A TRIP TO REMEMBER - A TRIP I'LL NEVER (EVER) FORGET
By Sean Michael Lee
Posted December 12th 2007
Towards the end of November, a few of us here at the office had been arranging and planning the schedule for the 2008 Winter Snowkite Tour in the North-West domain of the United States, and even up into Canada. Jacob Buzianis was the man in charge, and would thus be the leader and driver of the Best RV through various states providing demos of our new gear, and assisting in sponsoring kiting contests throughout the winter season.
With Jake being so busy organizing and planning the months ahead, and with commencing the demos that had been starting at the beginning of December, Best needed a hand in getting the RV up to Montana in time for the first event of the year. I quickly volunteered, wanting to be the guy to explore the countryside in the coolest looking Bus on the road, and finally having the chance to snowkite for the first time as well. I offered my assistance in driving the RV, and it was accepted kindly.
I had driven the RV numerous times before, whether it was to the keys, to Clearwater and back, or even in Texas at the Velocity Games (sorry, Wind and Water Open – pssshhhhhhh). I was certain I was comfortable enough to take this on a 2800 mile journey across the country, CERTAIN that there was nothing that could stand in my way. I grew up in Canada, come on! Snowy roads don't scare me! Mountains? Please sister. I grew up in those too. This trip was in the bag. All it would take was careful planning, a navigation system, a perfect driving companion, and some will power to drive the distance.
Over Thanksgiving Weekend, I called a good friend of mine in Fort Lauderdale, Graham Goodwin. Graham is quite possibly the easiest-going buddy I have. He's a killer kiter/kite instructor, and I knew he as well had never done his kiting deed on the snow. A perfect match! Graham accepted in a heart-beat, thinking that the days ahead of us were going to be filled with adventure, stories, and some sweet, sweet snow. Well, he was right.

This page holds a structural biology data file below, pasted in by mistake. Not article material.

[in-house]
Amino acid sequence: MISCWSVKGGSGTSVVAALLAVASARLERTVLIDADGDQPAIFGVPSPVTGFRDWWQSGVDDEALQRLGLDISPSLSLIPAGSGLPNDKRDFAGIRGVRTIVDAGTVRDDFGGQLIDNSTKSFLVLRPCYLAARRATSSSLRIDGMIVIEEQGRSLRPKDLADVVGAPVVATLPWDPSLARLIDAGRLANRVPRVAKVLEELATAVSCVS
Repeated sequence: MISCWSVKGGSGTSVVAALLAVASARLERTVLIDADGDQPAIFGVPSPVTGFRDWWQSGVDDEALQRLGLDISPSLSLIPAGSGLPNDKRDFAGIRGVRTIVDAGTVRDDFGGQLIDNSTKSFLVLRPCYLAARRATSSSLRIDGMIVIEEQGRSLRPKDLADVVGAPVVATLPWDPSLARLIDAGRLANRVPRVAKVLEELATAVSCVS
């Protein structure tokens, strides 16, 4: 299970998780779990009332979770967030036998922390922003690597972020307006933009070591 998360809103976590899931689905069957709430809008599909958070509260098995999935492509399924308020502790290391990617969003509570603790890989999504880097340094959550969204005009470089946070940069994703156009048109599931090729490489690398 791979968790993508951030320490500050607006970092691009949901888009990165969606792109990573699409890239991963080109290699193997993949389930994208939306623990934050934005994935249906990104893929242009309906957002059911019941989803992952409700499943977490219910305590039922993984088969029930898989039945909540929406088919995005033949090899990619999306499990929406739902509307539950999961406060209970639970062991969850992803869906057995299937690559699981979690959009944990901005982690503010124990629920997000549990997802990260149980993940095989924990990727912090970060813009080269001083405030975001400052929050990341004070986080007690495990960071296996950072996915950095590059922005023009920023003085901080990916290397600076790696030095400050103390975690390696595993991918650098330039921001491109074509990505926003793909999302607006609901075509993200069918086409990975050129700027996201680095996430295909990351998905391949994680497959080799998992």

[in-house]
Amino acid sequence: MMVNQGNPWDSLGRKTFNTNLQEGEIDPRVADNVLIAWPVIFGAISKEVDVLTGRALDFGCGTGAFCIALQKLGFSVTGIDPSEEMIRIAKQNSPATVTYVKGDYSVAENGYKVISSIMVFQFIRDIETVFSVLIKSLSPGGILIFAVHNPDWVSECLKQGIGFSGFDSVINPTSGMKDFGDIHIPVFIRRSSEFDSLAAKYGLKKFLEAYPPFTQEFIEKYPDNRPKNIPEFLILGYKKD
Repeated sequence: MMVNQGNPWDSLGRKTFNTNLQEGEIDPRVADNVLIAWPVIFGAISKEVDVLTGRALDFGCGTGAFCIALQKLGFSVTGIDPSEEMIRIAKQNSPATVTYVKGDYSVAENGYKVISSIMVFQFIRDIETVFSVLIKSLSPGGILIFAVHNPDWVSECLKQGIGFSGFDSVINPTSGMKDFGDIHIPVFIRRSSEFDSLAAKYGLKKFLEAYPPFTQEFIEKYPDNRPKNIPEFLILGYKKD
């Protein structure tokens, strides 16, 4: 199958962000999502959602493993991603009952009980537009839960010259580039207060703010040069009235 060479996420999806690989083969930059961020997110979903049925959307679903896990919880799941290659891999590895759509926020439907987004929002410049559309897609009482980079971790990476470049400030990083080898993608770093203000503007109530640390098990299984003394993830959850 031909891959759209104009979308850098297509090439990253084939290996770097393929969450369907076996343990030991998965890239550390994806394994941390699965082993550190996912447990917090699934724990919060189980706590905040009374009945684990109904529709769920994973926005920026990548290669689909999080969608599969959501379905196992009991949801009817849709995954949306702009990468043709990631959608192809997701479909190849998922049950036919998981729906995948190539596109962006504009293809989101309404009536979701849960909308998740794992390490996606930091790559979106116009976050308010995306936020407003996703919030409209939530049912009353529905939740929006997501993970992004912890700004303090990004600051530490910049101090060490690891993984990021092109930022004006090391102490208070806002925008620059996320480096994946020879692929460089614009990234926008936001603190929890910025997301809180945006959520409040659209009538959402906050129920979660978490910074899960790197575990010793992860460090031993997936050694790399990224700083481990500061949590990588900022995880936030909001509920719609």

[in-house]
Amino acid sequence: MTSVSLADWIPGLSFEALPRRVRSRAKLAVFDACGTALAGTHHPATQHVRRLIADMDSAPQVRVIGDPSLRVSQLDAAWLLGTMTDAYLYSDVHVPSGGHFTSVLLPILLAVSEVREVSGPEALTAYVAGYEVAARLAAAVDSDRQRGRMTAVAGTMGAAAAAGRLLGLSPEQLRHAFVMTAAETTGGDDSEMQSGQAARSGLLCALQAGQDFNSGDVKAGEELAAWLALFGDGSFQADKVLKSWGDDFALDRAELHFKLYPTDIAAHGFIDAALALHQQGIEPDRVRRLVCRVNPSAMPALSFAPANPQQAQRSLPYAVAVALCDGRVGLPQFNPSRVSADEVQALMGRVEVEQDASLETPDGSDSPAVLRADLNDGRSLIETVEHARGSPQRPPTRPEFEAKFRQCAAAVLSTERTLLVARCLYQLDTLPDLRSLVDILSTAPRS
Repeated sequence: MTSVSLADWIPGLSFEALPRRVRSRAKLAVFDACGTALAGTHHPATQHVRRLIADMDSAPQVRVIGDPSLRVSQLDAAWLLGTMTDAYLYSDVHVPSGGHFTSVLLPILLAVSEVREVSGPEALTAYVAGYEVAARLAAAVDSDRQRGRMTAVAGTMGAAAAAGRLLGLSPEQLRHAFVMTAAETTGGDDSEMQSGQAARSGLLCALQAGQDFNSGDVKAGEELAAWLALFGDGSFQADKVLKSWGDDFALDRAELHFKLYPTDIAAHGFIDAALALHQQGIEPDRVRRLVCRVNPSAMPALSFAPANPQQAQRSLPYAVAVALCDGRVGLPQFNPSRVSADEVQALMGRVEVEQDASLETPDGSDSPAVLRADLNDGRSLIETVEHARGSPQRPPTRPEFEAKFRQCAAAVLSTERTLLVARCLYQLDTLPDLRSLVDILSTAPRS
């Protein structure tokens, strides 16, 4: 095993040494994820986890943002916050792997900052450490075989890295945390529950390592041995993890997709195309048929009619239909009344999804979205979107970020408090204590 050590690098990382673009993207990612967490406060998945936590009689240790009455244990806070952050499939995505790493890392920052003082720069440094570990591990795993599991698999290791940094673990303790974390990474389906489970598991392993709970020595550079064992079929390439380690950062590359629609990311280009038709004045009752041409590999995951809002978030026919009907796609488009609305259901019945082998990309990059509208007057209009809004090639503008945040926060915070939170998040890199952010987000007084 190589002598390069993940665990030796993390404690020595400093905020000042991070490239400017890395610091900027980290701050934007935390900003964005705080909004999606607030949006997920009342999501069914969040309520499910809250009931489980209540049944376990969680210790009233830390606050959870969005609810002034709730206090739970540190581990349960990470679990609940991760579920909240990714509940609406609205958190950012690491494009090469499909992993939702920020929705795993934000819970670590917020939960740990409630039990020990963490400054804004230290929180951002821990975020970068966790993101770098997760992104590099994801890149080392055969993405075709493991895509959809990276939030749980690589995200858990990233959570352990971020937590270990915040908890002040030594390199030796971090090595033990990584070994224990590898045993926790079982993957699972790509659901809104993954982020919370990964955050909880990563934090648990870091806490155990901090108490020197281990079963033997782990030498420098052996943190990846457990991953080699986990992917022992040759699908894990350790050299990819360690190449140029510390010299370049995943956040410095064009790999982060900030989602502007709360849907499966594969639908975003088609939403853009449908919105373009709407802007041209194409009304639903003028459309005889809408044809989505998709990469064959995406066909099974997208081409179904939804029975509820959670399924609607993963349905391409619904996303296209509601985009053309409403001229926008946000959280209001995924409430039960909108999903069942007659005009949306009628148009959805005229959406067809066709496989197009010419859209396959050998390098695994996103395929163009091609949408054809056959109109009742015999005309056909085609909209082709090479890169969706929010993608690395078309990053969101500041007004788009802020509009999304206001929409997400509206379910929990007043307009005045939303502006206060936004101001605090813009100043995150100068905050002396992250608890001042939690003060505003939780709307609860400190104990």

Here we go...
Monday, December 3rd, 2007
I woke up early, started working from home, and then went to the office to bang out what I could before the RV was ready to get going. We had it up in West Palm Beach having some maintenance work done to make sure it was ready for the road. Getting a little tired of waiting around to get going an attempt to at least get out of Florida by day's end, I was persistent in calling the shop. Finally, I had the bus back by 5:20pm. Graham and I were stoked! We were completely ready to go. By 6pm, we were on the road, and willing to drive as long as it took to get out of Florida.
By 2am, we had done it. We were out of Florida. We had made it about 45 miles into Georgia, and were completely ready to call it a night and get ready for the next long day we had ahead of us. Seeing as how we were in Georgia (yes, one state above the "sunshine state"), we didn't really think it would be necessary to run the propane heater or the generator while we slept since we knew we'd really be needing the propane for the nights ahead up north. Big mistake. It got down to 28 degrees, and we nearly froze our asses off. That being said, we got about 3 hours of rest before we couldn't take it anymore. Besides, we wanted to get this state out of the way so we could feel like we were actually gaining ground. We started up the generator and the heaters while we woke up a bit...
Tuesday, December 4th
As I said, we froze. We woke up to only attempt to get warm before continuing on to Atlanta and beyond. The air outside was still quite cold, and we started to realize that those little heaters in the bus couldn't battle too well against the massive drafts that come through each and every window when you reach speeds of 55mph or higher. That had bad news written all of it for where we were going. I guess we just did what we could to keep warm.
Graham and I were getting pretty hungry by the time we were nearing Atlanta, so we decided to ring a buddy of his to stop and grab lunch at a really classy restaurant... Little did we know that lunch-hour traffic in that city is absurd and I would have to test my driving skills of a 40 foot bus.
Before hitting that city, luckily we had stopped to get gas and clean off the last of the bugs before entering the desolate bug lands to the north.
Check out our restaurant. I am filled with class.
We continued on, taking random naps and heading towards Tennessee. We finally were starting to feel like we were getting somewhere.
We found a rest stop about 30 minutes later, and while freezing on my route to the loo, I turned back only to see Graham chilling outside the bus getting a fresh breath of 35 degree air. He's quite the tough Floridian/South African.
We finished our 3 minute stop (yes, I am that quick) and left to find only another "Welcome to Tennessee" sign ... what the hell? Guess we had forged back and forth between a couple states over only a half an hour ...